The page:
People have always loved true crime stories but it was really Truman Capote with his book ‘In Cold Blood’ that really ignited the genre, exposing a wide range of readers to this kind of long-form journalism. Now Netflix has brought out several documentaries and dramas based upon real life events which has sparked new interest in the genre.
Recently Netflix released an eight-part series ‘The Disappearance of Madeleine McCann’. It was preceded by the Oscar-nominated short documentary, ‘Detainment’, about the two boys convicted of killing James Bulger, and it will shortly be followed by a three-part BBC Four series on Peter Sutcliffe, otherwise known as the Yorkshire Ripper. The streaming service also recently came out with a documentary on serial killer Ted Bundy but also a biopic staring Zac Efron.
What is the purpose of stirring up all these painful memories – some of which are real stains on modern history? Are they important contributions to journalism, to understanding human behaviour and will they help prevent a repeat of the past? Or are they merely capitalizing on our fascination with grizzly and bloody crime, tormenting the victims’ families?
Documentaries are important. They allow us to explore the world outside of our own narrow lenses, giving us knowledge and insight to different cultures and events. It’s unfortunate crime is often part of life and society. As such, it’s impossible to write about, record and document crime as it occurred. Part of it is for our own knowledge and part of it is to record history. People are naturally hurt and effected by these reports – in whatever form they take place. But should that prevent journalists and producers from reporting on them?
There are a lot of true crime documentaries that are riveting and thought-provoking, from ‘Paradise Lost: The Child Murders at Robin Hood Hills’ to the podcast ‘Serial’ to ‘The Sentence’. These stories enrich our understanding and knowledge of the darker aspects of humanity. But we must also remember while we sit on our couch eating dinner and drinking beer that these people –both living and dead – are real and they went through these traumas. That this isn’t just entertainment.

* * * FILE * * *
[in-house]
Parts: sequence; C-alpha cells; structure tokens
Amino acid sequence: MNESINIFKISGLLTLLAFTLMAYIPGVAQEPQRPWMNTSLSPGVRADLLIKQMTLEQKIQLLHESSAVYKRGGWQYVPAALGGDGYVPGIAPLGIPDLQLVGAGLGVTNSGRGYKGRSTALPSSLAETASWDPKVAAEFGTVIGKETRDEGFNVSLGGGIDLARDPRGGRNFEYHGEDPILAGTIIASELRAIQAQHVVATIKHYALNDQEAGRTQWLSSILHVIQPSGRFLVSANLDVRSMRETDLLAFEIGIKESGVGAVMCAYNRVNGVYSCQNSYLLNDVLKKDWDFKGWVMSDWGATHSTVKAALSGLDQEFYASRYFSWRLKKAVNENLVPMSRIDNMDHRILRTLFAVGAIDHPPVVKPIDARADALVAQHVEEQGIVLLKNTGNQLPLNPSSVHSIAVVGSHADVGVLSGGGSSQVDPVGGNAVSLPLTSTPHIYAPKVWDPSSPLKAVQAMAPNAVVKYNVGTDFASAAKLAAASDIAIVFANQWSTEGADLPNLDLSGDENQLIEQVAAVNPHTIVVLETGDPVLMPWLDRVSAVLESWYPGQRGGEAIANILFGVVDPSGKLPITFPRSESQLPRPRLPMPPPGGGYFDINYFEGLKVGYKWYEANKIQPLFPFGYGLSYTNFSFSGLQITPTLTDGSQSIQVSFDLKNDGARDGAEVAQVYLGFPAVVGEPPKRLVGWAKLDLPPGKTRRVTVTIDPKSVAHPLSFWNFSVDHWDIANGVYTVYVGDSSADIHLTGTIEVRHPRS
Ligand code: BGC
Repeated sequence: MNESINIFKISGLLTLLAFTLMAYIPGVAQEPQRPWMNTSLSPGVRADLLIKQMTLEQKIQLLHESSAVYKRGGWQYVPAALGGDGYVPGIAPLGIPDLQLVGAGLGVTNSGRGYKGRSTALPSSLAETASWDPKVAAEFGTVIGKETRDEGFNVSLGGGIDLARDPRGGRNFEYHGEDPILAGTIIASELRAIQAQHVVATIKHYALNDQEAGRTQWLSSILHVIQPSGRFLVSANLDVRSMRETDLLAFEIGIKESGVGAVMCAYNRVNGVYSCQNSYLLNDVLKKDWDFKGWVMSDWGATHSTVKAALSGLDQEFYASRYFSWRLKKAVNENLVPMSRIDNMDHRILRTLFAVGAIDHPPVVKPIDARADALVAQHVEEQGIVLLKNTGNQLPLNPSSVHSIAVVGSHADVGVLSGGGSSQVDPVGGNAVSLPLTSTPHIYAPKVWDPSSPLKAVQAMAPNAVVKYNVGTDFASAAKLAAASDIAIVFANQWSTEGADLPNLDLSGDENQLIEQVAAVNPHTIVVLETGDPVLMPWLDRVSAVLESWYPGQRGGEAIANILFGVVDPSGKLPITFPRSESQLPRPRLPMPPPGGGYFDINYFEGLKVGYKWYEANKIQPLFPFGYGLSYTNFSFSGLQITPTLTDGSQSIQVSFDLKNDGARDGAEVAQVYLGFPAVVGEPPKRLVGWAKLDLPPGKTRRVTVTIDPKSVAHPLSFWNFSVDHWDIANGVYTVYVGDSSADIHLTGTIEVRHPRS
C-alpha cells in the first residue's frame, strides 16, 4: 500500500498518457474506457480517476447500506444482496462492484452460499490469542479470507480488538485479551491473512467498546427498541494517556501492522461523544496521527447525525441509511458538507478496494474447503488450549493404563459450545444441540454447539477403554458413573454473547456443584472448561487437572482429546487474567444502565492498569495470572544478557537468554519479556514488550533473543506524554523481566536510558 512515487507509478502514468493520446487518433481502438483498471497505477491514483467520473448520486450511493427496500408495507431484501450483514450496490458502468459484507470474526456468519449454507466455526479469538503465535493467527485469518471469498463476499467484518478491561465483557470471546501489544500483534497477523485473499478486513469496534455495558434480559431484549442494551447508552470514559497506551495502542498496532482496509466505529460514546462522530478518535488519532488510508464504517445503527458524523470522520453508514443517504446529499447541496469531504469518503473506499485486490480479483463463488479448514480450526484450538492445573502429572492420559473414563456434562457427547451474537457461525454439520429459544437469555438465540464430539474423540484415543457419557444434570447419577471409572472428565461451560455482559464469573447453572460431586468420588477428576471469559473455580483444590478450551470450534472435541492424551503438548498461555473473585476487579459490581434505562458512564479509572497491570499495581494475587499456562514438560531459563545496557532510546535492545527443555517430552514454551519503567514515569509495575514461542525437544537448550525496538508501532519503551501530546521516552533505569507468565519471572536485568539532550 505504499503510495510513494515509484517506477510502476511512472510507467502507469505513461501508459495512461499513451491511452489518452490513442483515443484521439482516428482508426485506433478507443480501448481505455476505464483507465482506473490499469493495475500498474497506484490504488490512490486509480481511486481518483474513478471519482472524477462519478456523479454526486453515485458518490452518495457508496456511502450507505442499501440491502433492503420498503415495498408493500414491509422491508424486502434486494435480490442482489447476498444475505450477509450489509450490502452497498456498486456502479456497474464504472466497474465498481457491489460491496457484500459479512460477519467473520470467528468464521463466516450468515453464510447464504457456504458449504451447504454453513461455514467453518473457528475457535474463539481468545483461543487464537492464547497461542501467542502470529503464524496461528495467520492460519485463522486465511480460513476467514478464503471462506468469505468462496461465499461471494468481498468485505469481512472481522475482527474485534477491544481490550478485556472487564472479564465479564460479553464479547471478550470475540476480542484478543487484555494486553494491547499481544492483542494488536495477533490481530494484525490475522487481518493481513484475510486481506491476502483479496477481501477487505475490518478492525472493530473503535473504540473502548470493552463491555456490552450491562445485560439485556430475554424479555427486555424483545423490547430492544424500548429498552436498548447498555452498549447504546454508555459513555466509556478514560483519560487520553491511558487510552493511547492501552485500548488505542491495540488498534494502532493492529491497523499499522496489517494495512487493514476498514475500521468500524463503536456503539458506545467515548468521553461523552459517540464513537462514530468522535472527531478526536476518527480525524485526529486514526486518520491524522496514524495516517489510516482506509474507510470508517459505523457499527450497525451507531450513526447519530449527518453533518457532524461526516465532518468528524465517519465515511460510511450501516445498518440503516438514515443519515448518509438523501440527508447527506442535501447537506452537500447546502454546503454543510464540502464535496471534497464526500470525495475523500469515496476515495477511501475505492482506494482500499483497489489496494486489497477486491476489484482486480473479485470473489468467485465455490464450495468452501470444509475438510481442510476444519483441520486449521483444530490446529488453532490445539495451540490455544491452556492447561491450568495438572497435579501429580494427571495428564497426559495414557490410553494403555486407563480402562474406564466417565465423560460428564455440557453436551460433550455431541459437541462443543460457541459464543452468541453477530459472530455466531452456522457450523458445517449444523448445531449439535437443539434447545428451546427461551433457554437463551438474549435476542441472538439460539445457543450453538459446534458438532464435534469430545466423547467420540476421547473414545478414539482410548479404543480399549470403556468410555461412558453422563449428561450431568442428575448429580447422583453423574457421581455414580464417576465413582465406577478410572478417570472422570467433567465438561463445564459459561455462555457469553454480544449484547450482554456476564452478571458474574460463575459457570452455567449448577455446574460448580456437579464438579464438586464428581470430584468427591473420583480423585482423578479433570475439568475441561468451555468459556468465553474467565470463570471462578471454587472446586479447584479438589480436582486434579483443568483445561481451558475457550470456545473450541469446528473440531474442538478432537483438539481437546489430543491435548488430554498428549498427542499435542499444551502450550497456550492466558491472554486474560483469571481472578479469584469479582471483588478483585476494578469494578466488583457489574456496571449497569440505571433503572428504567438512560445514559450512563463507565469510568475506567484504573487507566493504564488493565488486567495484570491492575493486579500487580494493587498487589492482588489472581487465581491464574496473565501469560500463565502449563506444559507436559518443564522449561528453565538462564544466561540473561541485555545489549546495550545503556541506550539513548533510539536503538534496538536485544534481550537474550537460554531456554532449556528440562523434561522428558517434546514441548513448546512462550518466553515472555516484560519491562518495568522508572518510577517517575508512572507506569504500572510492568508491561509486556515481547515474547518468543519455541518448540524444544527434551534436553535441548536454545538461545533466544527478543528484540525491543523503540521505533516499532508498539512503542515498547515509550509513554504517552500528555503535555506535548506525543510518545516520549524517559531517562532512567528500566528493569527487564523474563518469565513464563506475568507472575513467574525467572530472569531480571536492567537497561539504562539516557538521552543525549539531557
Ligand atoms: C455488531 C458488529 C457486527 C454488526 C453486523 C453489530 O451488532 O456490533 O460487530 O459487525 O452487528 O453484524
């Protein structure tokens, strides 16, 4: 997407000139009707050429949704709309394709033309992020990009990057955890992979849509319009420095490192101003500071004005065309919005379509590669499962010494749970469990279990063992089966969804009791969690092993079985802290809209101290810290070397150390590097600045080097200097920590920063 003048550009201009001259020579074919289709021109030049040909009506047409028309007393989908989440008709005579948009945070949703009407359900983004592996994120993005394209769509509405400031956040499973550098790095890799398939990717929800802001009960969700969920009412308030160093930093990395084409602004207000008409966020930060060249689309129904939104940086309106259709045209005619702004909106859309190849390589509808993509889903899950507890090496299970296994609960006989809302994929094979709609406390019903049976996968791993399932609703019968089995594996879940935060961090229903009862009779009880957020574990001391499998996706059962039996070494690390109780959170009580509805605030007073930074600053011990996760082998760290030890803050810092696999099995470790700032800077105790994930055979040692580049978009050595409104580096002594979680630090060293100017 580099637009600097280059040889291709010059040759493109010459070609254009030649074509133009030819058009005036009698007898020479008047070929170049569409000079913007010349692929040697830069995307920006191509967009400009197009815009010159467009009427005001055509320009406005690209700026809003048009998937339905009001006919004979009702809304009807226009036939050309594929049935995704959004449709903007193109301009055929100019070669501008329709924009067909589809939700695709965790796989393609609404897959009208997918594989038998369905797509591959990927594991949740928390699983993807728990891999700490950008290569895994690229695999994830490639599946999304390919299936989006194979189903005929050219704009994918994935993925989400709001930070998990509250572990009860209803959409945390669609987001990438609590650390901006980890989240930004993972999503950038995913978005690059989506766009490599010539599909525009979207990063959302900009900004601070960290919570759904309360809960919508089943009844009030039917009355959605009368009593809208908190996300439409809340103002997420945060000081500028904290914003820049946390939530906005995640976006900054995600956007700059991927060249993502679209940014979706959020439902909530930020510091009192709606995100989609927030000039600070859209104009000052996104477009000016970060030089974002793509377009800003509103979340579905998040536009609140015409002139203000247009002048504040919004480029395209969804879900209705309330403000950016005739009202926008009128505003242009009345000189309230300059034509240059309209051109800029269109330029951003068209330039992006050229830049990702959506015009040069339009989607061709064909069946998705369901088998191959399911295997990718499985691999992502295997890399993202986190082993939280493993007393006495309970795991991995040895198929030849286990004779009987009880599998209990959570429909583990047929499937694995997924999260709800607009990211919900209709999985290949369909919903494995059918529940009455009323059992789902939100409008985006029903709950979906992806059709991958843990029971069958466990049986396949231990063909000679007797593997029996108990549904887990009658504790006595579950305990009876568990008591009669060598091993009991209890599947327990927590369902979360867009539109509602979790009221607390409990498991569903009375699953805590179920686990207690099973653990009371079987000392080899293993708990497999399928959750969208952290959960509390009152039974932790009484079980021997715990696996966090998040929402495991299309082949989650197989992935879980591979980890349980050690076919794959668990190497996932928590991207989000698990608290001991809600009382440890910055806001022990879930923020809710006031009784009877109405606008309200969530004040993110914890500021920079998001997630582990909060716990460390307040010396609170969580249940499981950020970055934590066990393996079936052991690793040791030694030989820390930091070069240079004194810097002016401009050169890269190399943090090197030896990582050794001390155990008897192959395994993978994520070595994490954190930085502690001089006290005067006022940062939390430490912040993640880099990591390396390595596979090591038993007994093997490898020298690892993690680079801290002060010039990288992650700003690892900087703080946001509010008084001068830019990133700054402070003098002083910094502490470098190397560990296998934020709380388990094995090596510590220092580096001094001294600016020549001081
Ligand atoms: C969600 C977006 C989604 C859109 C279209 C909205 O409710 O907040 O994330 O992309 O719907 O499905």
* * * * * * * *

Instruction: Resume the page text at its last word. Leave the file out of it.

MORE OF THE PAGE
There are other ethical questions to consider – not just the fact that people are making money off the misery of others. S-Town, for example, which was made by the same producers who made “ outs a deceased man as gay in an incredibly conservative small town.
Another documentary, Casting JonBenét, explores the murder of child beauty pageant contestant JonBenét Ramsey. It attempts to ward off suspicions of ethical compromise by having actors audition for the roles of people involved in Ramsey’s death, painting itself as a look at the phenomenon of her death rather than an investigation into the truth. But the film just comes off as weird and intensely personal. The viewer can be forgiven for feeling like they are intruding onto something incredibly personal.
The interest in true crime stories shows no sign of slowing down. This recent flood of true crime material is probably not surprising since Netflix introduced us to binge watching, making it socially acceptable to spend the weekend watching television shows. But do we lose something of ourselves when we focus so many stories of horror and violence? Regardless, of the morality of true crime, it is incredibly popular with today’s audience just as it was a hundred years ago.
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